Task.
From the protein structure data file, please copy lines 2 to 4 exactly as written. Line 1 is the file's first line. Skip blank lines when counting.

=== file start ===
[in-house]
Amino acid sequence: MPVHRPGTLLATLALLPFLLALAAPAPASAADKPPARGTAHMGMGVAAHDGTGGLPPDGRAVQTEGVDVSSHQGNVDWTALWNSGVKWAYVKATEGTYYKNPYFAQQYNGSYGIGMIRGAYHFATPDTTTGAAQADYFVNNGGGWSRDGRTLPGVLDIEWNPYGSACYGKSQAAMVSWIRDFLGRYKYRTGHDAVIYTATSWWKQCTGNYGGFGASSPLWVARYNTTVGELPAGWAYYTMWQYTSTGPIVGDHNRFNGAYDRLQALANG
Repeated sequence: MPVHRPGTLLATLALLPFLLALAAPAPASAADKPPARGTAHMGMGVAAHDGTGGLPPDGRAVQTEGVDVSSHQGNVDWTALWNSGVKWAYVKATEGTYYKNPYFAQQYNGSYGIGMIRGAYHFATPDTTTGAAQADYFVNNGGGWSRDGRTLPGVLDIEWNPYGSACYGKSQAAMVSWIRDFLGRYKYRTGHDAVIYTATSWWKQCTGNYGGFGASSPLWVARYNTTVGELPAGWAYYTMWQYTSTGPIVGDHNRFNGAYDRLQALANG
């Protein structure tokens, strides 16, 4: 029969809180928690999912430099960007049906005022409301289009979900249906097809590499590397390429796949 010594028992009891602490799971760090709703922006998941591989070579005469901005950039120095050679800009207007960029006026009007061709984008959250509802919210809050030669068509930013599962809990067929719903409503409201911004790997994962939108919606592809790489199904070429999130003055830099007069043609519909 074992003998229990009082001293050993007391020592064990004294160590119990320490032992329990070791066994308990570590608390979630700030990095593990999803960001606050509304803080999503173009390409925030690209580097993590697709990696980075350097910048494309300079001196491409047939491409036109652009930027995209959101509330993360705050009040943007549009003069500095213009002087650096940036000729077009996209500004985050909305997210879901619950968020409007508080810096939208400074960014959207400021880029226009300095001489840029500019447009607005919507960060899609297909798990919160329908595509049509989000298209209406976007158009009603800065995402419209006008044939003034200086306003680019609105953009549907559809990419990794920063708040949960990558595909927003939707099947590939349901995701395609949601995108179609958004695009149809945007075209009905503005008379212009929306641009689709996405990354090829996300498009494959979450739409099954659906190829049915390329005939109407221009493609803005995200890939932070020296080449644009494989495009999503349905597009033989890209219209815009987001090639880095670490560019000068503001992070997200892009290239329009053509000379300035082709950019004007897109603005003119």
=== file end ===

Amino acid sequence: MPVHRPGTLLATLALLPFLLALAAPAPASAADKPPARGTAHMGMGVAAHDGTGGLPPDGRAVQTEGVDVSSHQGNVDWTALWNSGVKWAYVKATEGTYYKNPYFAQQYNGSYGIGMIRGAYHFATPDTTTGAAQADYFVNNGGGWSRDGRTLPGVLDIEWNPYGSACYGKSQAAMVSWIRDFLGRYKYRTGHDAVIYTATSWWKQCTGNYGGFGASSPLWVARYNTTVGELPAGWAYYTMWQYTSTGPIVGDHNRFNGAYDRLQALANG
Repeated sequence: MPVHRPGTLLATLALLPFLLALAAPAPASAADKPPARGTAHMGMGVAAHDGTGGLPPDGRAVQTEGVDVSSHQGNVDWTALWNSGVKWAYVKATEGTYYKNPYFAQQYNGSYGIGMIRGAYHFATPDTTTGAAQADYFVNNGGGWSRDGRTLPGVLDIEWNPYGSACYGKSQAAMVSWIRDFLGRYKYRTGHDAVIYTATSWWKQCTGNYGGFGASSPLWVARYNTTVGELPAGWAYYTMWQYTSTGPIVGDHNRFNGAYDRLQALANG
């Protein structure tokens, strides 16, 4: 029969809180928690999912430099960007049906005022409301289009979900249906097809590499590397390429796949 010594028992009891602490799971760090709703922006998941591989070579005469901005950039120095050679800009207007960029006026009007061709984008959250509802919210809050030669068509930013599962809990067929719903409503409201911004790997994962939108919606592809790489199904070429999130003055830099007069043609519909 074992003998229990009082001293050993007391020592064990004294160590119990320490032992329990070791066994308990570590608390979630700030990095593990999803960001606050509304803080999503173009390409925030690209580097993590697709990696980075350097910048494309300079001196491409047939491409036109652009930027995209959101509330993360705050009040943007549009003069500095213009002087650096940036000729077009996209500004985050909305997210879901619950968020409007508080810096939208400074960014959207400021880029226009300095001489840029500019447009607005919507960060899609297909798990919160329908595509049509989000298209209406976007158009009603800065995402419209006008044939003034200086306003680019609105953009549907559809990419990794920063708040949960990558595909927003939707099947590939349901995701395609949601995108179609958004695009149809945007075209009905503005008379212009929306641009689709996405990354090829996300498009494959979450739409099954659906190829049915390329005939109407221009493609803005995200890939932070020296080449644009494989495009999503349905597009033989890209219209815009987001090639880095670490560019000068503001992070997200892009290239329009053509000379300035082709950019004007897109603005003119």